The Michigan AI Lab celebrated 30 years of leading research with its first annual AI Symposium, AI for Society. The event welcomed 250 participants from U-M and around the country for a day of presentations, panel discussions, and poster sessions. Presenters gave a broad picture of AI’s applications in the modern world, from finance to health, art to data science.
The symposium, open to the public, aimed to bring together participants from both academia and industry with an interest in the foundations or real-life applications of artificial intelligence. Leading the research talks and panel sessions were several faculty from the lab’s nineteen core members.
The event featured U-M alumnus Scott Huffman (CSE MSE 1990, Ph.D. 1994) as keynote speaker, who spoke about how to build real-world AI products. Huffman is VP of Engineering for Google Assistant, Google’s conversational AI that interactively helps people find answers on speakers, smart displays, smartphones, and vehicles.
Symposium activities included 10 technical demos, 13 unconference sessions, a panel, and a poster session. The panel, chaired by Prof. Michael Cafarella, brought together entrepreneurs who are innovating in AI. The unconference sessions addressed subjects including ethics in AI, AI’s place in everyday life, bias and data, self-driving cars, and other subjects of contemporary interest.
The poster session featured over 40 displays and demos from Michigan AI’s graduate students and their faculty advisors. The top presentations were recognized at the end of the session, and the inaugural winners in each category were:
“A Learning and Masking Approach to Secure Learning,” by Linh Nguyen (U-M, Business School), Sky Wang (U-M, CSE), Arunesh Sinha (U-M, CSE)
“Mood State Prediction for Individuals with Bipolar Disorder,” by Katie Matton, Emily Mower Provost (U-M, CSE)
“Automatic Detection of Fake News,” by Veronica Perez-Rosas (U-M, CSE), Bennett Kleinberg (Univ. of Amsterdam, Dept. of Psychology), Alexandra Lefevre (U-M, CSE), Rada Mihalcea (U-M, CSE)
Most Impactful to Society
“Predicting Human Activities from User-Generated Text,” by Steven Wilson (U-M, CSE), Rada Mihalcea (U-M, CSE)
The symposium was chaired by Prof. Rada Mihalcea and co-chaired by Toyota Professor of Artificial Intelligence Satinder Singh Baveja. Aurelia Bunescu was the lead local organizer, with help from several student volunteers.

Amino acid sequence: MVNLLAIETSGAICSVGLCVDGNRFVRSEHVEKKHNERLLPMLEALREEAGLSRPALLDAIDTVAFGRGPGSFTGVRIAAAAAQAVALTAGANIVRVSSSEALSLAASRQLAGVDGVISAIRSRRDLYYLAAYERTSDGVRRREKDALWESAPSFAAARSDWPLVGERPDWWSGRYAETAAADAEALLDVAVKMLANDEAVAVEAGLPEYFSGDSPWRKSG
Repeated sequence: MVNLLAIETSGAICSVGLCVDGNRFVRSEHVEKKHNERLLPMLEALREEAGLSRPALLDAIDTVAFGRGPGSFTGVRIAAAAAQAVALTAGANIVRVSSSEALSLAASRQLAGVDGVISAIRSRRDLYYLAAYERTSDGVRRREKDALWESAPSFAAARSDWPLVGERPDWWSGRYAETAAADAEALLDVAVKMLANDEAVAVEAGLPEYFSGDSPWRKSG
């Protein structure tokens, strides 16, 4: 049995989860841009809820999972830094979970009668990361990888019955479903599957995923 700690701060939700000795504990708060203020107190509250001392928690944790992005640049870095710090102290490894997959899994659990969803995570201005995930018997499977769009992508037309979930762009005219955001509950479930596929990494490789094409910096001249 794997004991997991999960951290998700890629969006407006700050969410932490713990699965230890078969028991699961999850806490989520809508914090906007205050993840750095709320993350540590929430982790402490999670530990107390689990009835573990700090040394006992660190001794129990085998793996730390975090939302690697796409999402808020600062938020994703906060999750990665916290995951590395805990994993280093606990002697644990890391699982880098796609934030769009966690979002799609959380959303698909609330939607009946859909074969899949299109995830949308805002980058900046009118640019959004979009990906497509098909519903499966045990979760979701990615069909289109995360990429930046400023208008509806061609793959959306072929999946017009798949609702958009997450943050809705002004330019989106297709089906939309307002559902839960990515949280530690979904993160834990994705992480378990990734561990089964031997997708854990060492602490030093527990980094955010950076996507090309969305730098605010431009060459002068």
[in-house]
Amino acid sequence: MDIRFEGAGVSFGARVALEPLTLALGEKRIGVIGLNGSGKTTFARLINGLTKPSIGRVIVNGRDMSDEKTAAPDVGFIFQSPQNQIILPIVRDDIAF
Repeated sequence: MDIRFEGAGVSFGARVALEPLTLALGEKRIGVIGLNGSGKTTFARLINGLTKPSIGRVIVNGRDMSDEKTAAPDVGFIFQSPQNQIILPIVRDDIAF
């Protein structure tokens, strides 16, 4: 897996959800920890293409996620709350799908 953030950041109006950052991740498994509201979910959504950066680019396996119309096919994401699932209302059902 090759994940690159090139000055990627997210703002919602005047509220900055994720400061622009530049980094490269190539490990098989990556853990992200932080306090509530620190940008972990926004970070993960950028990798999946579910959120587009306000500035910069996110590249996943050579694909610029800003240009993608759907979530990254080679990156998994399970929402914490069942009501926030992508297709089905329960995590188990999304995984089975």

The symposium was generously sponsored by Voxel51 (silver sponsor), and by Spark Ann Arbor, TD Ameritrade, and Ithaka (bronze sponsors).
About the AI Lab
The Michigan AI Lab was founded in 1988 as an outgrowth of the Computer Vision Research Lab (CVRL) as faculty involved in other aspects of AI had joined Michigan. The scope of the lab broadened to encompass areas like cognitive architectures, natural language processing, intelligent tutoring systems, genetic algorithms, logical reasoning, and multiagent planning.
The AI Lab originally shared the Advanced Technology Laboratory (ATL) building (now occupied by Biomedical Engineering) with the Advanced Computer Architecture Laboratory (ACAL), which subsequently moved to the EECS Building. ATL was originally the Printing Services Building, and its large open basement area was a perfect home for various (large!) robotic systems, including a massive PUMA arm and many mobile robots. Faculty in other departments who worked on robotic systems shared the facilities.
From its inception, the AI Lab has taken a broad, integrated view of AI. For example, a collaboration between faculty and students involved in vision, planning, and robotics led to a team from Michigan winning the very first AAAI Mobile Robot Competition in 1992.
For the rest of the 1990’s, members of the AI Lab continued work on mobile robotics, including as part of DARPA-sponsored efforts to develop unmanned ground vehicles.
The lab continued to grow from 1990 into the early 2000s, as faculty continued to collaborate with other units. These projects included cross-campus work on digital libraries and computer music. In 2005, the AI Lab joined the rest of CSE in the new Beyster Building, where it has grown to nearly 20 faculty and research staff. Prof. Rada Mihalcea serves as its current director.